West Virginia Judiciary

Mental Health Court

What is a Mental Health Court?

A mental health court is a special court program that diverts non-violent criminal offenders who have been diagnosed with an Axis I mental illness from the criminal justice system into treatment. Offenders undergo a professional mental health evaluation by a licensed psychologist before being accepted.

The program includes a three step, progressively narrowing protocol for participant inclusion.

  1. Non-clinical referral and screening
  2. Clinical diagnostic assessment and screening
  3. Completion of a treatment plan

The following are the minimum requirements for acceptance into mental health court as a voluntary diversion program offering treatment alternatives to conviction and incarceration for the mentally ill.

If accepted, participants must attend assigned mental health and other treatment and abstain from criminal behavior. Participating offenders are closely supervised in the community by multi-disciplinary treatment teams that are dedicated to improving the client’s social functioning and decreasing their contact with the criminal justice system. Supervision may include random drug testing if an offender has a co-occurring substance abuse issue.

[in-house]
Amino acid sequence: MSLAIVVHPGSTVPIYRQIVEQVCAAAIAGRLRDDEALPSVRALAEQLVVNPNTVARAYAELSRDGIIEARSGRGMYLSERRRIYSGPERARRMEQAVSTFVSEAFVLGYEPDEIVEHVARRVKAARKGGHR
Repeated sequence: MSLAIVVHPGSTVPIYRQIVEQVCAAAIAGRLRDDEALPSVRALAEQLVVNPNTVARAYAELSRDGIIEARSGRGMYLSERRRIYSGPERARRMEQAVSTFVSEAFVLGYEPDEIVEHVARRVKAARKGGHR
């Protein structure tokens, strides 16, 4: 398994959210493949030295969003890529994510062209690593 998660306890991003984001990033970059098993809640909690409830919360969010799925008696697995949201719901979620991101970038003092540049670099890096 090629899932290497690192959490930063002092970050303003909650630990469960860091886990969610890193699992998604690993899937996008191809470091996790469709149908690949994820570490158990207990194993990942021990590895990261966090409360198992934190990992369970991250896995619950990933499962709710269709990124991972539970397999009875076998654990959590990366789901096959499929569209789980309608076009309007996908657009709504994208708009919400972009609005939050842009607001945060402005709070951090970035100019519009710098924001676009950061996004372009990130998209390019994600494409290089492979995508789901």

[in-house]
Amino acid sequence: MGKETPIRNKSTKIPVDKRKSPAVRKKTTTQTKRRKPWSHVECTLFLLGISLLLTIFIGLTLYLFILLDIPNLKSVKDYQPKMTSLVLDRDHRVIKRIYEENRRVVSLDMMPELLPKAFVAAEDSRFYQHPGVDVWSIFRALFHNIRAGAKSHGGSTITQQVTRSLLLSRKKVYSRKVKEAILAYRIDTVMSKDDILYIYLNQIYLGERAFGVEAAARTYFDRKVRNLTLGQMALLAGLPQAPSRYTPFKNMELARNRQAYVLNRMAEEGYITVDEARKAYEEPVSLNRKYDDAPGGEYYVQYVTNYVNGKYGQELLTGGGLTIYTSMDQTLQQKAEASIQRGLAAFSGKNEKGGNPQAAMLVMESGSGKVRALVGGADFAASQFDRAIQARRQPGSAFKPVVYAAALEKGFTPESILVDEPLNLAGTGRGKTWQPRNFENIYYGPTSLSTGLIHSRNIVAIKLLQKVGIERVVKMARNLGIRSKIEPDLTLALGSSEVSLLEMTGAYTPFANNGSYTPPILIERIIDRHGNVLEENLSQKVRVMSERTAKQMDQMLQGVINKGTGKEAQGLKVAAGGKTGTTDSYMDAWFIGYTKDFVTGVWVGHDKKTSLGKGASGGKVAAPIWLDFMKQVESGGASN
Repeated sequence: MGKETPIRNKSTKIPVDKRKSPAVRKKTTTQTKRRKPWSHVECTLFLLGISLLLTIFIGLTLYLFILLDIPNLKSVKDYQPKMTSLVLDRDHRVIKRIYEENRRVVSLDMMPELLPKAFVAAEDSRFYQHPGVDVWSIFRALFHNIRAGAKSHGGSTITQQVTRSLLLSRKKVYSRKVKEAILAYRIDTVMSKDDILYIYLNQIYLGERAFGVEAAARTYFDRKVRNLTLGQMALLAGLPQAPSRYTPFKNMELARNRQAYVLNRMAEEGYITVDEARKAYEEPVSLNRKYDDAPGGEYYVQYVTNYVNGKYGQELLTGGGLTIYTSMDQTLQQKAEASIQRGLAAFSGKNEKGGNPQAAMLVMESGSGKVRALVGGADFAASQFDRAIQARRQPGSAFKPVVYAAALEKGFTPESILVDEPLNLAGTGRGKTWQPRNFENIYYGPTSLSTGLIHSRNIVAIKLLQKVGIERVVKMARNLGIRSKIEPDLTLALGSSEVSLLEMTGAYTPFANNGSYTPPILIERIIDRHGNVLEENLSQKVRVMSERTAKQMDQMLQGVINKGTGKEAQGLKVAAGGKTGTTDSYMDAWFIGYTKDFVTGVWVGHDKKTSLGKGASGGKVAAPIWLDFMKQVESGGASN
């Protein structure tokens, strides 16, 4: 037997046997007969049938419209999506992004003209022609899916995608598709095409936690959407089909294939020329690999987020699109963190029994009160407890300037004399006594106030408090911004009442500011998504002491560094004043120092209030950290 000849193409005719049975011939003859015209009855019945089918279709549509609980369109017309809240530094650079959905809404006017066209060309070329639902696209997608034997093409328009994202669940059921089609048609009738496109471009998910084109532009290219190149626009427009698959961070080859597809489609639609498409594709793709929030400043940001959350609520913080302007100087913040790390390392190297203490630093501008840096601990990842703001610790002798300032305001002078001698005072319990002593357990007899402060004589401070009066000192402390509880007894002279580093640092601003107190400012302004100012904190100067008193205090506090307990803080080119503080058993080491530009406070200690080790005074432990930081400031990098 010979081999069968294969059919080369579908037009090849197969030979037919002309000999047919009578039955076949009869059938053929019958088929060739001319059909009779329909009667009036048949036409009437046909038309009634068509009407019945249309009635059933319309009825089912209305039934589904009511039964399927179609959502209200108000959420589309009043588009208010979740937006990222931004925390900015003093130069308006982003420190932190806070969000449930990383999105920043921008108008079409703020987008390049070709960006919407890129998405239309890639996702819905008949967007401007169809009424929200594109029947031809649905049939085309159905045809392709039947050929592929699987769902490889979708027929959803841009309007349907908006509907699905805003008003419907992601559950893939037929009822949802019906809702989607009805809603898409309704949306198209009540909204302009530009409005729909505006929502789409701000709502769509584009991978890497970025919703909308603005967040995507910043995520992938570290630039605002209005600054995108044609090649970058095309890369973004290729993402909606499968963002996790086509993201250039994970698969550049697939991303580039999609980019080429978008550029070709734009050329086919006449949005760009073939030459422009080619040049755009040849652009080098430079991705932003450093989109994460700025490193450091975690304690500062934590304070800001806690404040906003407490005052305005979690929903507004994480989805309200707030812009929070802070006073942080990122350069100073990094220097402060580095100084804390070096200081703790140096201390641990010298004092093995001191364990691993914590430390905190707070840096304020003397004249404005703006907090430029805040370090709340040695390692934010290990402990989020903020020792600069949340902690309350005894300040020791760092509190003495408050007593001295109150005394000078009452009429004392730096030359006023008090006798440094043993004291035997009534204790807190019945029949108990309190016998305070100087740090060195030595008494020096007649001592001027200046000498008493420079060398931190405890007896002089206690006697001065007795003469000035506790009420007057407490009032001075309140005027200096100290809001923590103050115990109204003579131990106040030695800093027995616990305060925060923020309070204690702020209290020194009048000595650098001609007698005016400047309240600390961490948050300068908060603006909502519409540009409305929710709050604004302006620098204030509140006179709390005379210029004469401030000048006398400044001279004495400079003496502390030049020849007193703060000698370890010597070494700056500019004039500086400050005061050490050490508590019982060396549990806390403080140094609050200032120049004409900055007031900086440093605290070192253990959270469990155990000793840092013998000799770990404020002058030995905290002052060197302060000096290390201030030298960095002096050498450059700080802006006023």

The length of court supervision and regular periodic review continues up to the maximum allowable sentence or probation for the charged offense, or until completion of the prescribed treatment plan by the offender, if sooner. The typical participation time is approximately one year in mental health court. Successful completion of the treatment plan results in dismissal or reduction of charges and reduced or deferred sentencing. Upon graduation, participants are encouraged to voluntarily continue treatment and services in the community, and case management is transferred to the applicable regional mental health facility for continuity of care.

The missions and goals of mental health court follow.